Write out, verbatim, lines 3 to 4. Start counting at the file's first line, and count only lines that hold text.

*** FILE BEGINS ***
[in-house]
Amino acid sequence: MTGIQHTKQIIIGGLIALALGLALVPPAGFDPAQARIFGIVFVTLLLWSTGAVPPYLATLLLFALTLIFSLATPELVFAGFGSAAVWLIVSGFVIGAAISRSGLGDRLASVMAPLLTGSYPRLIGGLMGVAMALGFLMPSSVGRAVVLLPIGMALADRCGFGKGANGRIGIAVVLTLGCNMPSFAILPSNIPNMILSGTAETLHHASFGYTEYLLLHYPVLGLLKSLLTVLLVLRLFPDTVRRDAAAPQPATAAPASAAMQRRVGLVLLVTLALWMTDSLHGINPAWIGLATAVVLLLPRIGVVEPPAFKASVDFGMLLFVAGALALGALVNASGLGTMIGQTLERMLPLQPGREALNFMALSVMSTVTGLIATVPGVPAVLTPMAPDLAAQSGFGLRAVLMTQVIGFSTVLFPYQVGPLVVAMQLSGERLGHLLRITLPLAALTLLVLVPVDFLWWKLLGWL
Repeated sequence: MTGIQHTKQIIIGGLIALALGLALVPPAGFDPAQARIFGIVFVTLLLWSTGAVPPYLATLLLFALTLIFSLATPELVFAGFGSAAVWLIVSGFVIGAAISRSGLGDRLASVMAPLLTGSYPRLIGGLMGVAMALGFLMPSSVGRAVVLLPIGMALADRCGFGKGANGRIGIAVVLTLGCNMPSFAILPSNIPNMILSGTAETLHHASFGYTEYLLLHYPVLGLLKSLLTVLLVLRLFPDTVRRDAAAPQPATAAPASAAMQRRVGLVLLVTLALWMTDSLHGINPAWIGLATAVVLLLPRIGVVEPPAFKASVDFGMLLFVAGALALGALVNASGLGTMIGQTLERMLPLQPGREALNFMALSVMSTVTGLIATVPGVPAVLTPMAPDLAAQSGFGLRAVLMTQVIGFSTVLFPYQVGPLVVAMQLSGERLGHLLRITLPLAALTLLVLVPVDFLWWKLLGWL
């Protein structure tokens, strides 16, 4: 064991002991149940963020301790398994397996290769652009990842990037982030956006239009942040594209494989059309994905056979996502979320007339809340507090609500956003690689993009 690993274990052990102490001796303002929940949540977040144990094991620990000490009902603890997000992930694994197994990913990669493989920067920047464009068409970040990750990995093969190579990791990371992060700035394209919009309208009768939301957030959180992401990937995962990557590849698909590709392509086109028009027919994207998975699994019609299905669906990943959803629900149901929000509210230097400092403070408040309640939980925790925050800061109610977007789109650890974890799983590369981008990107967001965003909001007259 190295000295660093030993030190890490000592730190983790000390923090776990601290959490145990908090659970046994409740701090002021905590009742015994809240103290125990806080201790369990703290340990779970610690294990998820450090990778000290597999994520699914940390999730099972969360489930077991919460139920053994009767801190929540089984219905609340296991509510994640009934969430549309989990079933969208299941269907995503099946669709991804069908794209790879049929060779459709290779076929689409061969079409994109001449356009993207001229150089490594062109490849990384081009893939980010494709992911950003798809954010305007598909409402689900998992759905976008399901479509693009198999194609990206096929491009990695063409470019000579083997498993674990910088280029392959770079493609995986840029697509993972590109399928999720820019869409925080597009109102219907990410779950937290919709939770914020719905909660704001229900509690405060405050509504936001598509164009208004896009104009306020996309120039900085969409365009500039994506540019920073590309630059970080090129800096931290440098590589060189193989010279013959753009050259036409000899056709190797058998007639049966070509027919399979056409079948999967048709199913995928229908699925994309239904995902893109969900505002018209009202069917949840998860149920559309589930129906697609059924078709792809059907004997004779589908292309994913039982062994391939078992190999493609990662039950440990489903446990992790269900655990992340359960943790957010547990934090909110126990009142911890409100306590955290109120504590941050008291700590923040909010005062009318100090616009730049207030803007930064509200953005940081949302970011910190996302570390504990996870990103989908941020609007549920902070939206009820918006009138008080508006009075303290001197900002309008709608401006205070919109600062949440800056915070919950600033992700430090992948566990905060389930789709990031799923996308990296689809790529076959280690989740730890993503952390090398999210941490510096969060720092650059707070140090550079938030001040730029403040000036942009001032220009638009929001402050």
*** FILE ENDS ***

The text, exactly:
Repeated sequence: MTGIQHTKQIIIGGLIALALGLALVPPAGFDPAQARIFGIVFVTLLLWSTGAVPPYLATLLLFALTLIFSLATPELVFAGFGSAAVWLIVSGFVIGAAISRSGLGDRLASVMAPLLTGSYPRLIGGLMGVAMALGFLMPSSVGRAVVLLPIGMALADRCGFGKGANGRIGIAVVLTLGCNMPSFAILPSNIPNMILSGTAETLHHASFGYTEYLLLHYPVLGLLKSLLTVLLVLRLFPDTVRRDAAAPQPATAAPASAAMQRRVGLVLLVTLALWMTDSLHGINPAWIGLATAVVLLLPRIGVVEPPAFKASVDFGMLLFVAGALALGALVNASGLGTMIGQTLERMLPLQPGREALNFMALSVMSTVTGLIATVPGVPAVLTPMAPDLAAQSGFGLRAVLMTQVIGFSTVLFPYQVGPLVVAMQLSGERLGHLLRITLPLAALTLLVLVPVDFLWWKLLGWL
């Protein structure tokens, strides 16, 4: 064991002991149940963020301790398994397996290769652009990842990037982030956006239009942040594209494989059309994905056979996502979320007339809340507090609500956003690689993009 690993274990052990102490001796303002929940949540977040144990094991620990000490009902603890997000992930694994197994990913990669493989920067920047464009068409970040990750990995093969190579990791990371992060700035394209919009309208009768939301957030959180992401990937995962990557590849698909590709392509086109028009027919994207998975699994019609299905669906990943959803629900149901929000509210230097400092403070408040309640939980925790925050800061109610977007789109650890974890799983590369981008990107967001965003909001007259 190295000295660093030993030190890490000592730190983790000390923090776990601290959490145990908090659970046994409740701090002021905590009742015994809240103290125990806080201790369990703290340990779970610690294990998820450090990778000290597999994520699914940390999730099972969360489930077991919460139920053994009767801190929540089984219905609340296991509510994640009934969430549309989990079933969208299941269907995503099946669709991804069908794209790879049929060779459709290779076929689409061969079409994109001449356009993207001229150089490594062109490849990384081009893939980010494709992911950003798809954010305007598909409402689900998992759905976008399901479509693009198999194609990206096929491009990695063409470019000579083997498993674990910088280029392959770079493609995986840029697509993972590109399928999720820019869409925080597009109102219907990410779950937290919709939770914020719905909660704001229900509690405060405050509504936001598509164009208004896009104009306020996309120039900085969409365009500039994506540019920073590309630059970080090129800096931290440098590589060189193989010279013959753009050259036409000899056709190797058998007639049966070509027919399979056409079948999967048709199913995928229908699925994309239904995902893109969900505002018209009202069917949840998860149920559309589930129906697609059924078709792809059907004997004779589908292309994913039982062994391939078992190999493609990662039950440990489903446990992790269900655990992340359960943790957010547990934090909110126990009142911890409100306590955290109120504590941050008291700590923040909010005062009318100090616009730049207030803007930064509200953005940081949302970011910190996302570390504990996870990103989908941020609007549920902070939206009820918006009138008080508006009075303290001197900002309008709608401006205070919109600062949440800056915070919950600033992700430090992948566990905060389930789709990031799923996308990296689809790529076959280690989740730890993503952390090398999210941490510096969060720092650059707070140090550079938030001040730029403040000036942009001032220009638009929001402050």